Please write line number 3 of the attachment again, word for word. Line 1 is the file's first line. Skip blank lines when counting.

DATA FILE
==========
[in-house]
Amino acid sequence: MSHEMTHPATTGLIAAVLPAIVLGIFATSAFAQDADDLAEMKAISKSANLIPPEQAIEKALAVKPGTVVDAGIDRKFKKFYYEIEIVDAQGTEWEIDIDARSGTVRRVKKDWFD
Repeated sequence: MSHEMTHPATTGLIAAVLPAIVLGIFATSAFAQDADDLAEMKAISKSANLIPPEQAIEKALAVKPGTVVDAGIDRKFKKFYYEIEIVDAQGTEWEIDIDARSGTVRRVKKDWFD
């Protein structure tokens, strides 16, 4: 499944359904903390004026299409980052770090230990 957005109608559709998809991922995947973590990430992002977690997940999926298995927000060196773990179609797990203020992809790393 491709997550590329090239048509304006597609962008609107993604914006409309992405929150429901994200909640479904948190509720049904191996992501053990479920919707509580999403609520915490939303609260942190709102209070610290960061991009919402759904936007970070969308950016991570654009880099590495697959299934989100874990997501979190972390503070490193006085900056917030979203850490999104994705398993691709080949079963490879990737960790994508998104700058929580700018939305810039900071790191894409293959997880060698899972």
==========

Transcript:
Repeated sequence: MSHEMTHPATTGLIAAVLPAIVLGIFATSAFAQDADDLAEMKAISKSANLIPPEQAIEKALAVKPGTVVDAGIDRKFKKFYYEIEIVDAQGTEWEIDIDARSGTVRRVKKDWFD